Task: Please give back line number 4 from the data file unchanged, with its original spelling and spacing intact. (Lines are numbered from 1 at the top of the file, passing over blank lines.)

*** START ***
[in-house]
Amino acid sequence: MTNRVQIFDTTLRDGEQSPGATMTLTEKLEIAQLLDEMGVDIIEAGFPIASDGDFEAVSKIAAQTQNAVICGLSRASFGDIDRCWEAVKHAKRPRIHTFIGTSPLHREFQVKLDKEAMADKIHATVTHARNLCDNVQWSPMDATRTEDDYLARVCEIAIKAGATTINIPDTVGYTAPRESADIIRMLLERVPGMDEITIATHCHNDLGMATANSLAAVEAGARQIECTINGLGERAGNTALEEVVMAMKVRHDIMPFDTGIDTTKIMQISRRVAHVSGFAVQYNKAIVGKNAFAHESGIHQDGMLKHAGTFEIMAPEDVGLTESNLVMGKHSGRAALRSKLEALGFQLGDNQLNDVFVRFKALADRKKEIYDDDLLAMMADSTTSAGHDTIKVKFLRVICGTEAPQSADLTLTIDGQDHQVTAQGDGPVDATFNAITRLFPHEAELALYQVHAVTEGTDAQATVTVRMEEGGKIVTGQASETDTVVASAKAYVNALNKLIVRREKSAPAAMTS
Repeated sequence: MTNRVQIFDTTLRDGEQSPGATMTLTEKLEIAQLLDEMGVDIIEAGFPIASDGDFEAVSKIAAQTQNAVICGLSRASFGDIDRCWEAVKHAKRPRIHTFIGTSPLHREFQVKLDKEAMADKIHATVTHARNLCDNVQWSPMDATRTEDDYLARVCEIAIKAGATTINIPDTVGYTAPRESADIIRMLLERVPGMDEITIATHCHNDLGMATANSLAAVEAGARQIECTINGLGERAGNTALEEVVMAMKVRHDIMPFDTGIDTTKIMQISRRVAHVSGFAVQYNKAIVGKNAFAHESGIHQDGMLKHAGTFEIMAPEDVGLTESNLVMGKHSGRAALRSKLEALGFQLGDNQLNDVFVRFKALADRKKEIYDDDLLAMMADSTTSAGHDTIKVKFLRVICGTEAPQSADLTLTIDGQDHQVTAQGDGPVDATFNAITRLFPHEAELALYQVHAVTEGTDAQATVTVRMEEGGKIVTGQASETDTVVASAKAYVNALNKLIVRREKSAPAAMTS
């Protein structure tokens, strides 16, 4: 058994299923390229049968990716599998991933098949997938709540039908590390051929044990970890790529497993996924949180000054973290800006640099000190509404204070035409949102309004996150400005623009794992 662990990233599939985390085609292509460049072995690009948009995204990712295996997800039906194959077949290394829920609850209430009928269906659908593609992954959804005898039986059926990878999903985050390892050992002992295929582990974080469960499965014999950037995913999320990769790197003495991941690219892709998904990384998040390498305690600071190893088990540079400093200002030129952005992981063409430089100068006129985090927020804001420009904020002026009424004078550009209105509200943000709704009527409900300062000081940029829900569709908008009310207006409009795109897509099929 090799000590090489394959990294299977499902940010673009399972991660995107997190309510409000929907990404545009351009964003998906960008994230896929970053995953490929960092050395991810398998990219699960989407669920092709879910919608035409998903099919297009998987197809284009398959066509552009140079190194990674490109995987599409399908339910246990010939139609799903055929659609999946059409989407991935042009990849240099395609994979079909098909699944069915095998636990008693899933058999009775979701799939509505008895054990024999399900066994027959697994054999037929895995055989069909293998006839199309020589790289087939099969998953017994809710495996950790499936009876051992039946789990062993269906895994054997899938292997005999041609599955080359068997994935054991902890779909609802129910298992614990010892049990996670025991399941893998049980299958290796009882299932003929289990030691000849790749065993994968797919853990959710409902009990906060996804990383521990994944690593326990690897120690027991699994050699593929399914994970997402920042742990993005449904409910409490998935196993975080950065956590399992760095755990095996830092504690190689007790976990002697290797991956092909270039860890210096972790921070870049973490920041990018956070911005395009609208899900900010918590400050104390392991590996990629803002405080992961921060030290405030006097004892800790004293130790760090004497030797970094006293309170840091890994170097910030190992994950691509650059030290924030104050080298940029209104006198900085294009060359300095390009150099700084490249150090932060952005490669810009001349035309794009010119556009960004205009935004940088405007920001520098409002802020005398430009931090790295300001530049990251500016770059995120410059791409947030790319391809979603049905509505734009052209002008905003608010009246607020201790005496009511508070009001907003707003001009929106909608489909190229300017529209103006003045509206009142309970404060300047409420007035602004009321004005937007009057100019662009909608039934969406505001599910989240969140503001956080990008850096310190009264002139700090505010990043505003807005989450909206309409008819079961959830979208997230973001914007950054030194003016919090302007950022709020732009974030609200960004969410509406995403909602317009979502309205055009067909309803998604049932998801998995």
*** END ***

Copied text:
């Protein structure tokens, strides 16, 4: 058994299923390229049968990716599998991933098949997938709540039908590390051929044990970890790529497993996924949180000054973290800006640099000190509404204070035409949102309004996150400005623009794992 662990990233599939985390085609292509460049072995690009948009995204990712295996997800039906194959077949290394829920609850209430009928269906659908593609992954959804005898039986059926990878999903985050390892050992002992295929582990974080469960499965014999950037995913999320990769790197003495991941690219892709998904990384998040390498305690600071190893088990540079400093200002030129952005992981063409430089100068006129985090927020804001420009904020002026009424004078550009209105509200943000709704009527409900300062000081940029829900569709908008009310207006409009795109897509099929 090799000590090489394959990294299977499902940010673009399972991660995107997190309510409000929907990404545009351009964003998906960008994230896929970053995953490929960092050395991810398998990219699960989407669920092709879910919608035409998903099919297009998987197809284009398959066509552009140079190194990674490109995987599409399908339910246990010939139609799903055929659609999946059409989407991935042009990849240099395609994979079909098909699944069915095998636990008693899933058999009775979701799939509505008895054990024999399900066994027959697994054999037929895995055989069909293998006839199309020589790289087939099969998953017994809710495996950790499936009876051992039946789990062993269906895994054997899938292997005999041609599955080359068997994935054991902890779909609802129910298992614990010892049990996670025991399941893998049980299958290796009882299932003929289990030691000849790749065993994968797919853990959710409902009990906060996804990383521990994944690593326990690897120690027991699994050699593929399914994970997402920042742990993005449904409910409490998935196993975080950065956590399992760095755990095996830092504690190689007790976990002697290797991956092909270039860890210096972790921070870049973490920041990018956070911005395009609208899900900010918590400050104390392991590996990629803002405080992961921060030290405030006097004892800790004293130790760090004497030797970094006293309170840091890994170097910030190992994950691509650059030290924030104050080298940029209104006198900085294009060359300095390009150099700084490249150090932060952005490669810009001349035309794009010119556009960004205009935004940088405007920001520098409002802020005398430009931090790295300001530049990251500016770059995120410059791409947030790319391809979603049905509505734009052209002008905003608010009246607020201790005496009511508070009001907003707003001009929106909608489909190229300017529209103006003045509206009142309970404060300047409420007035602004009321004005937007009057100019662009909608039934969406505001599910989240969140503001956080990008850096310190009264002139700090505010990043505003807005989450909206309409008819079961959830979208997230973001914007950054030194003016919090302007950022709020732009974030609200960004969410509406995403909602317009979502309205055009067909309803998604049932998801998995």